Alan Ladd was no Marlon Brando, Spencer Tracy or Fredric March. Nor was he a Robert DeNiro, Al Pacino or Dustin Hoffman before his time. He was Alan Ladd. He was serviceable. For the most part, he got the job done and didn't ask anyone to give him an Oscar, or even a nomination, for his troubles. And no one would have anyway. It's not that he was bad because he wasn't. It's just that no one ever left an Alan Ladd movie and thought, "Wow! What a performance!" But he created characters based on his own persona that allowed for an exploration of those characters over the course of his career. Allow me to explain.
Whenever I hear someone say, "Oh (insert name of underrated actor here) just plays himself all the time" or "she's just being (insert name again) in all of her movies" I get a little annoyed. I think most people with acting experience reading this would agree that the best actors always infuse a character with their own personality, the better to establish the character as a real human being that the actor can inhabit. And more importantly, playing yourself isn't easy. When I was living at home all those years ago my mother would read through plays with me when I was memorizing lines for a part. She tried to act while doing so. She was awful (sorry Mom). She e-nun-see-ay-ted ev-vuh-ree word in some bizarre Stratford-on-Avon mock British construct. It was unnerving. She was under the false impression so many have, that anyone can act if they're just playing themselves. They can't. Reading lines and making them sound like words that you just happen to be saying doesn't come naturally to a lot of people. Alan Ladd may not be Edwin Booth but he was good at his craft and knew his limitations. Like his frequent co-star Veronica Lake, he never attempted to go outside of his established low-key persona. And as I said in the opening paragraph, that allowed him to develop one character over the course of his career.
Alad Ladd became a star with his portrayal of cold and calculating Philip Raven, the hired assassin of This Gun for Hire in 1942. Eleven years later he had his biggest success with Shane and every time I see either of those movies I think of the other. To me, Shane the character is Philip Raven, older and worn down. I don't mean literally since they obviously take place in different times and Raven dies at the end of his outing but inside the psyche where the character resides. Shane is Raven, older. I can imagine Shane spending his earlier days shooting people for money and as much is implied in the film. Shane understands Jack Wilson (Jack Palance) because Shane was Jack Wilson when he was Philip Raven but now he's fighting the good fight and doing it free of charge. And the only reason I can get that character lineage from Raven to Shane is because Alan Ladd played himself in both.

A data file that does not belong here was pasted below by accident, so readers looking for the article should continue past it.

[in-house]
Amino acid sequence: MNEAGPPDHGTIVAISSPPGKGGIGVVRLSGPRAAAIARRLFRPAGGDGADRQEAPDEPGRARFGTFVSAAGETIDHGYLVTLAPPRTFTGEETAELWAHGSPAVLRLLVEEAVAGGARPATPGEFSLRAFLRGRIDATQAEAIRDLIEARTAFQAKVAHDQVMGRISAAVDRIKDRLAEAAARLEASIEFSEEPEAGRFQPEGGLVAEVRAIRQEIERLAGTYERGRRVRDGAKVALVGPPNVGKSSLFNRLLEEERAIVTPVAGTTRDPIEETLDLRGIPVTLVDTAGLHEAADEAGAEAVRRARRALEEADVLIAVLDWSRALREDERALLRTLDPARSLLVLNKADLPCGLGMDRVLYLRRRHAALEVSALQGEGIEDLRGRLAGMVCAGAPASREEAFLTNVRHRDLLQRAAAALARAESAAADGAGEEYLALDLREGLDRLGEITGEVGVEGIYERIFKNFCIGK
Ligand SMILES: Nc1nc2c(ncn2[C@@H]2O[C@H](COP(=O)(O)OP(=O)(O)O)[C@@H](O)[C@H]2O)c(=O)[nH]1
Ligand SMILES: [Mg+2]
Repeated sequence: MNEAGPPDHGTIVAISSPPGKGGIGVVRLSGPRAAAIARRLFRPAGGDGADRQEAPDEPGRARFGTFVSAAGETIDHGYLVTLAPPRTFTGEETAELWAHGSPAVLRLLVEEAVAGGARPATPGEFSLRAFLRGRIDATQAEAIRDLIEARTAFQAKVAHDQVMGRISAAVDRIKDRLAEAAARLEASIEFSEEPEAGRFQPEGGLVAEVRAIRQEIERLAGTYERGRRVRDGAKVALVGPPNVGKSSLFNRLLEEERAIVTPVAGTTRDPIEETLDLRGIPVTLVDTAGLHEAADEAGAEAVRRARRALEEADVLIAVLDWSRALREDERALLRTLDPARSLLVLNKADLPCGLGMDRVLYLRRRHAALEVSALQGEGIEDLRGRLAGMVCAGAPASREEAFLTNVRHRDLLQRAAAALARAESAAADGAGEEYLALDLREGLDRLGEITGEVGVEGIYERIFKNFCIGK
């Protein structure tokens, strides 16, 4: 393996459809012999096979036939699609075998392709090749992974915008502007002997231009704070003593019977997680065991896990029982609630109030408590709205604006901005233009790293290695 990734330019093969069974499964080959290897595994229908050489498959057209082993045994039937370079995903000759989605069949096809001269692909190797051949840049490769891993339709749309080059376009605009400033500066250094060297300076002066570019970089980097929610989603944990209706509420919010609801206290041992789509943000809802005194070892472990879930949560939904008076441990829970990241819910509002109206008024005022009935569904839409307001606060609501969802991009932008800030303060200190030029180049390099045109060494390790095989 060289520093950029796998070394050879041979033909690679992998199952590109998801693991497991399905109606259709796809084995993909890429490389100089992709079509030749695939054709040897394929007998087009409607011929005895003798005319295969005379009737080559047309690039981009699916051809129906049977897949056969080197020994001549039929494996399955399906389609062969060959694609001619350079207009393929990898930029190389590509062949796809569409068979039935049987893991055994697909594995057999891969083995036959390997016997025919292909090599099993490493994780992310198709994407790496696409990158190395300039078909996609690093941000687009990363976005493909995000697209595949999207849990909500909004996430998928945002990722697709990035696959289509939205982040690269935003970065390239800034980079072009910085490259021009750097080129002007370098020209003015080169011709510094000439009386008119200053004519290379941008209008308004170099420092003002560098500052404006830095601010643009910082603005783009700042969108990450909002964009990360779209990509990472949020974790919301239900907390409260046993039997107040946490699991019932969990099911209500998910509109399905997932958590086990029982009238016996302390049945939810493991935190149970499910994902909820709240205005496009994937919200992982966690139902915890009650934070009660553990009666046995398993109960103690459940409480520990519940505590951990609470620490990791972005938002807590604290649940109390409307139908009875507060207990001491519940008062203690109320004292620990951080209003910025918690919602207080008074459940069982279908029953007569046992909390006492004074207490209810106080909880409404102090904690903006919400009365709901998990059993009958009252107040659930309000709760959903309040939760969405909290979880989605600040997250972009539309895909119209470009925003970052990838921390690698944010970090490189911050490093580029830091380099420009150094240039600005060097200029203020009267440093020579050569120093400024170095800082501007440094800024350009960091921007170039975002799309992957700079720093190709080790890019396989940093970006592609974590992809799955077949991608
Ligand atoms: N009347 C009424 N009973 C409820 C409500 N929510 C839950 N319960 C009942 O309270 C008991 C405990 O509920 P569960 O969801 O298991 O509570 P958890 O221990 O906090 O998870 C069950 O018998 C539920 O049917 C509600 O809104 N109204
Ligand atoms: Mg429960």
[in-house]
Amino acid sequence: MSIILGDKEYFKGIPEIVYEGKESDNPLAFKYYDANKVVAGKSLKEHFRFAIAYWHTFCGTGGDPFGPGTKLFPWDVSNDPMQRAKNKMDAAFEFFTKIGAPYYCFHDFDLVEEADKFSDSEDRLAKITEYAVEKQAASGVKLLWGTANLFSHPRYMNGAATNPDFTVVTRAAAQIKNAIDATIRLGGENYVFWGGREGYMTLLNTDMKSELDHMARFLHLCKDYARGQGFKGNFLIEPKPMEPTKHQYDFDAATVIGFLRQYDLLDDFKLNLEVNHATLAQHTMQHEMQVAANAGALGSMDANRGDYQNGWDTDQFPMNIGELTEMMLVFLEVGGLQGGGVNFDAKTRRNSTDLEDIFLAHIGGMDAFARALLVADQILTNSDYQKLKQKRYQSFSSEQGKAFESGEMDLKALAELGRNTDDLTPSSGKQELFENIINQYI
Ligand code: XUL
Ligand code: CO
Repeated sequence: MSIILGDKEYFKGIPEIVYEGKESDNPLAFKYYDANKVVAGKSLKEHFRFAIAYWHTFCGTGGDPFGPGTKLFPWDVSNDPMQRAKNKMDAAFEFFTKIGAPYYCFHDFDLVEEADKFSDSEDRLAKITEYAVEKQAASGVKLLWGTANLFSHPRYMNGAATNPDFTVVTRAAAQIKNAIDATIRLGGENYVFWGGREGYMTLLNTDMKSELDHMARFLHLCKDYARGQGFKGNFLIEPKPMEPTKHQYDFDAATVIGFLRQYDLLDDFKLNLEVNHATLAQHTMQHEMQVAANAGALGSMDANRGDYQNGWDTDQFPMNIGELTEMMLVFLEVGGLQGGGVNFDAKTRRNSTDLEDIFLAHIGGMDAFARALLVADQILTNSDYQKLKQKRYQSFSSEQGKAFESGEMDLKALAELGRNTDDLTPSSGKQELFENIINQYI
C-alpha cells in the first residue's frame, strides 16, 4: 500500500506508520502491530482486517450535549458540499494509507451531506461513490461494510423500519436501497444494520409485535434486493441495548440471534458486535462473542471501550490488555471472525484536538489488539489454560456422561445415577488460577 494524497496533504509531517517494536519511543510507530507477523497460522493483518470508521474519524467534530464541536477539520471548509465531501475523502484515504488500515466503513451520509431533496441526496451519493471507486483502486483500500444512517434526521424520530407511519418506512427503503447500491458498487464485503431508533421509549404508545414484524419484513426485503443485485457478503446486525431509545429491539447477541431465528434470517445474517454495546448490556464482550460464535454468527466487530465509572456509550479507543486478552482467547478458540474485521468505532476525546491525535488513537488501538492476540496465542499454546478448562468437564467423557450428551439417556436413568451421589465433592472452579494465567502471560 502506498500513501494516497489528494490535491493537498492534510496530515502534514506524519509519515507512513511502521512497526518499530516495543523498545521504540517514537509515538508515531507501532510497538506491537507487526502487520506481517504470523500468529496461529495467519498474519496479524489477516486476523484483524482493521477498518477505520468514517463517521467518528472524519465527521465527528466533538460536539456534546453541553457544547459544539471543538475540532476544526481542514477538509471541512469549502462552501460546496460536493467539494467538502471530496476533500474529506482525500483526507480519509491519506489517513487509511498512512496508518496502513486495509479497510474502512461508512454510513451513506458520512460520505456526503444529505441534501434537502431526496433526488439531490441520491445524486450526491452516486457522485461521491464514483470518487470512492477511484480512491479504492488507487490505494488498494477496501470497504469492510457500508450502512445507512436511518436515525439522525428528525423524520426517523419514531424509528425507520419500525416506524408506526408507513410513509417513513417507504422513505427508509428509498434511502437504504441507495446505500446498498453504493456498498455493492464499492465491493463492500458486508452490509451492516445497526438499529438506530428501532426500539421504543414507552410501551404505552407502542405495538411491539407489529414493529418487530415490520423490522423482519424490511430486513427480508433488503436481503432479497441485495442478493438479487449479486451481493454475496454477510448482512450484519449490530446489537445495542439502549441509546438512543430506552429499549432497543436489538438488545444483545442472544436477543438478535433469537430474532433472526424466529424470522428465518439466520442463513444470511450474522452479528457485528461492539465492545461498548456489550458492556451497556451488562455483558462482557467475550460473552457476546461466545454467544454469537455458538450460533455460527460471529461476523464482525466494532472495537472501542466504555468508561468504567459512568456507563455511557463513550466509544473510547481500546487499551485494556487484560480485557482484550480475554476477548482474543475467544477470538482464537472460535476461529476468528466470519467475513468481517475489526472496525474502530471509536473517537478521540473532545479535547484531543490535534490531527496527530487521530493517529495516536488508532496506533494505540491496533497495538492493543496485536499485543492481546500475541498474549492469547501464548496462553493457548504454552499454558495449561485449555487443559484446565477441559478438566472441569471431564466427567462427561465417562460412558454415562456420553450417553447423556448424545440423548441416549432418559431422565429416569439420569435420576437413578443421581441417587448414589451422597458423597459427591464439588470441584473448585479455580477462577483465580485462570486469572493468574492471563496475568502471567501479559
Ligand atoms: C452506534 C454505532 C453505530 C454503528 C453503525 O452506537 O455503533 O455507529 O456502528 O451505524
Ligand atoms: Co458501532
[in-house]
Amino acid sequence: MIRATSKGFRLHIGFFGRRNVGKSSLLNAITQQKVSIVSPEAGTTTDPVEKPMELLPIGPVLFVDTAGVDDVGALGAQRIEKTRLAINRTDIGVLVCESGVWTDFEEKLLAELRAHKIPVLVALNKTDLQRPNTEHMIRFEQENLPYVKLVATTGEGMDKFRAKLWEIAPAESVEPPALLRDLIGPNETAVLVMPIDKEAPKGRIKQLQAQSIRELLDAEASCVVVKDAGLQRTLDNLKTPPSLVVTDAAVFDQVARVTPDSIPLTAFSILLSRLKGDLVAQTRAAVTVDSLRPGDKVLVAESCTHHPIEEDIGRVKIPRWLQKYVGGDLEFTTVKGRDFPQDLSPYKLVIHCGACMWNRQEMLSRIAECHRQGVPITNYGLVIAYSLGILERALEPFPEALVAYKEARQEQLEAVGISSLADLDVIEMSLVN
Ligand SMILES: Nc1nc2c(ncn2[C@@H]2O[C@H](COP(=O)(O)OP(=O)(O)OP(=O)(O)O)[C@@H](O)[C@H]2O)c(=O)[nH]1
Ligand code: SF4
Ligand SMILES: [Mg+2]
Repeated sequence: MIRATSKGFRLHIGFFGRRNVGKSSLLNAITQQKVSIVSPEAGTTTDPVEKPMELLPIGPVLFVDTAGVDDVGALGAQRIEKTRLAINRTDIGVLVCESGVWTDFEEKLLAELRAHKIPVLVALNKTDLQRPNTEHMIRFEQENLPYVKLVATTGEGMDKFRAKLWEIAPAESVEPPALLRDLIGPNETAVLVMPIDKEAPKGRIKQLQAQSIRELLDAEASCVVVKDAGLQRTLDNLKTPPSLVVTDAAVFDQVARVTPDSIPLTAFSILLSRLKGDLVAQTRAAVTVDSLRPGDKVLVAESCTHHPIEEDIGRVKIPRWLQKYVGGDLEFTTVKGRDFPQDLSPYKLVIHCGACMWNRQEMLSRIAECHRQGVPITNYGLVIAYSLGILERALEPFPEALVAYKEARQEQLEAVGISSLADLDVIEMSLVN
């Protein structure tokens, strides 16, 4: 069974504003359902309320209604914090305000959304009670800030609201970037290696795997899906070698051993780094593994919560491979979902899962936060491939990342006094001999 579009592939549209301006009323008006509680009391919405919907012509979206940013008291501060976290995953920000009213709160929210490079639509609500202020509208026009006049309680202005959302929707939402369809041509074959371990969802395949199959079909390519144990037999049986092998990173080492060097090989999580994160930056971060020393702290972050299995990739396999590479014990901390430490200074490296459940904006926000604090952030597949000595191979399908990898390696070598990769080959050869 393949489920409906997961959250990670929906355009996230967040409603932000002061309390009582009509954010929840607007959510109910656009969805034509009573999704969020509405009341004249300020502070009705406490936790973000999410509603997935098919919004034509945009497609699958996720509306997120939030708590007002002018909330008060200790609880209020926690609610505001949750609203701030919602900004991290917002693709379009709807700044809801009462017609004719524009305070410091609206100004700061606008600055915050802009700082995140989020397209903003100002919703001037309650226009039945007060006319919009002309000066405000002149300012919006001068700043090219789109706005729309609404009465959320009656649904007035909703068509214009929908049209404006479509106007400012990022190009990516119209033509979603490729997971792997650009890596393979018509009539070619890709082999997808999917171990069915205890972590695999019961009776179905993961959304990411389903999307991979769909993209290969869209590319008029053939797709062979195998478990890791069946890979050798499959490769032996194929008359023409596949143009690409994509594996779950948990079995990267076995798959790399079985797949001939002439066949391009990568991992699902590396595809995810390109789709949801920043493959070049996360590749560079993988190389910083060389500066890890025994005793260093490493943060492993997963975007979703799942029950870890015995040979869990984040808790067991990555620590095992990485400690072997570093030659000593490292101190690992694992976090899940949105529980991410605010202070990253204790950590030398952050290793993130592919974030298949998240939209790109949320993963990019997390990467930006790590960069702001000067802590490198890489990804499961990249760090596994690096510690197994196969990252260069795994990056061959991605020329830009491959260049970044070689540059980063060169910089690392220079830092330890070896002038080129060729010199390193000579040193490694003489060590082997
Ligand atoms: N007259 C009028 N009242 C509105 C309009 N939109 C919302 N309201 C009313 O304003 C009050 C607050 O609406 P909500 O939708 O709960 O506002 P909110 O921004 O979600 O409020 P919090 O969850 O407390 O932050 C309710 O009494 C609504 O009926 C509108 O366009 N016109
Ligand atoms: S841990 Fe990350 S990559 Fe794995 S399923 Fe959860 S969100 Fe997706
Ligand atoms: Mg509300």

When an actor creates a wholly new character for each performance, like a Marlon Brando, Paul Muni or Meryl Streep, you can't follow a character over the course of their career. But when they play themselves, you can. Take John Wayne, who excelled at placing his personality at the center of the character he was playing. Doing that makes it easy to imagine that Ethan Edwards of The Searchers is the older version of the Ringo Kid from Stagecoach. The Ringo Kid has none of the bitterness or rage of Ethan but he's young and inexperienced. Because of John Wayne's persona I can easily see him becoming Ethan over the long haul and it allows me, when watching The Searchers, to "remember" what Ethan was like when he was younger.
Another great example, this time over the course of three movies, is Paul Le Mat's characters from American Graffiti, Handle With Care and Melvin and Howard. That's the same guy at three different stages in his life. Can't you see the hot rod drag racer of American Graffiti becoming the trucker later in life before settling down to an empty, low-income existence in the Las Vegas desert? Those three movies are a way of seeing what the Graffiti character of John Milner would have become had he lived on.
Sometimes I imagine the character fell into a downward spiral somewhere along the way. Think about the Elizabeth Taylor of A Place in the Sun or Father of the Bride becoming the raging drunk of Who's Afraid of Virginia Woolf. Or what if Vivien Leigh's Scarlett O'Hara finally snaps under the pressure of constantly having to fight for everything and becomes the hollowed-out shell that is Blanche DuBois in A Streetcar Named Desire? James Bond of Goldfinger is given up by the agency as a scapegoat and the CIA locks him away for decades until he's the silver-haired incarcerated secret agent of The Rock. Joan Crawford's musical star of the stage in Dancing Lady becomes the wheelchair-bound has-been dependent upon her sister in Whatever Happened to Baby Jane?
It's fun to imagine these character connections but also surprisingly useful in fleshing out a character beyond what the film provides (in fact, I couldn't even have made it through The Rock if I hadn't actively imagined that was James Bond after 35 years of imprisonment). Shane doesn't overtly provide background details for the title character though it is implied throughout. Fortunately, Alan Ladd made it possible to see what Shane was like before the 1953 movie came along by playing the character in an earlier incarnation in This Gun for Hire. And that was possible because Alan Ladd played himself, which may make him appear limited to some but it also made it possible for him to do what Paul Muni never could: Create a character and spend the rest of his career building a history for him.